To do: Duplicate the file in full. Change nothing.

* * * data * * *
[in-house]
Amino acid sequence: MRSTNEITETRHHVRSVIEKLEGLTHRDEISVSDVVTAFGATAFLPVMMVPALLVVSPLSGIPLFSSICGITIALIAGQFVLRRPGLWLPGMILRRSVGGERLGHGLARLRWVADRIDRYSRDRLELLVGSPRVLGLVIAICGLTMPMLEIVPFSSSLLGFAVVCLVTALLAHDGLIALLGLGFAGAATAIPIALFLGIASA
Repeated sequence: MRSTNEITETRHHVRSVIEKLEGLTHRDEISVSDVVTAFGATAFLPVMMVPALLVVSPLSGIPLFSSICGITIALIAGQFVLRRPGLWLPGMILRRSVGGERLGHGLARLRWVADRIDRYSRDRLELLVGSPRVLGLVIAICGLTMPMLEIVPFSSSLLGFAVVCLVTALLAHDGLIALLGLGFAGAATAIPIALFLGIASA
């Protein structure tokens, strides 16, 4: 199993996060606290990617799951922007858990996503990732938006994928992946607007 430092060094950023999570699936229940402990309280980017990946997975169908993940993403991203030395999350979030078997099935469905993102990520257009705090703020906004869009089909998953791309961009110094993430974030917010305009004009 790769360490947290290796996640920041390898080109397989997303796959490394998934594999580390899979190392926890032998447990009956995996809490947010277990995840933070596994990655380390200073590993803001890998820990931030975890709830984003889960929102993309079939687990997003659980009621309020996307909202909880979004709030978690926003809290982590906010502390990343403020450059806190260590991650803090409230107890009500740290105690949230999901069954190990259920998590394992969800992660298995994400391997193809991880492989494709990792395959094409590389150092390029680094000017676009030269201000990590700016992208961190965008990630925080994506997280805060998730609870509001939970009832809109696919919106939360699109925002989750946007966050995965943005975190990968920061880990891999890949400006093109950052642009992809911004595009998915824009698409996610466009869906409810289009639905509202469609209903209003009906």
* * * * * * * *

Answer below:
[in-house]
Amino acid sequence: MRSTNEITETRHHVRSVIEKLEGLTHRDEISVSDVVTAFGATAFLPVMMVPALLVVSPLSGIPLFSSICGITIALIAGQFVLRRPGLWLPGMILRRSVGGERLGHGLARLRWVADRIDRYSRDRLELLVGSPRVLGLVIAICGLTMPMLEIVPFSSSLLGFAVVCLVTALLAHDGLIALLGLGFAGAATAIPIALFLGIASA
Repeated sequence: MRSTNEITETRHHVRSVIEKLEGLTHRDEISVSDVVTAFGATAFLPVMMVPALLVVSPLSGIPLFSSICGITIALIAGQFVLRRPGLWLPGMILRRSVGGERLGHGLARLRWVADRIDRYSRDRLELLVGSPRVLGLVIAICGLTMPMLEIVPFSSSLLGFAVVCLVTALLAHDGLIALLGLGFAGAATAIPIALFLGIASA
């Protein structure tokens, strides 16, 4: 199993996060606290990617799951922007858990996503990732938006994928992946607007 430092060094950023999570699936229940402990309280980017990946997975169908993940993403991203030395999350979030078997099935469905993102990520257009705090703020906004869009089909998953791309961009110094993430974030917010305009004009 790769360490947290290796996640920041390898080109397989997303796959490394998934594999580390899979190392926890032998447990009956995996809490947010277990995840933070596994990655380390200073590993803001890998820990931030975890709830984003889960929102993309079939687990997003659980009621309020996307909202909880979004709030978690926003809290982590906010502390990343403020450059806190260590991650803090409230107890009500740290105690949230999901069954190990259920998590394992969800992660298995994400391997193809991880492989494709990792395959094409590389150092390029680094000017676009030269201000990590700016992208961190965008990630925080994506997280805060998730609870509001939970009832809109696919919106939360699109925002989750946007966050995965943005975190990968920061880990891999890949400006093109950052642009992809911004595009998915824009698409996610466009869906409810289009639905509202469609209903209003009906």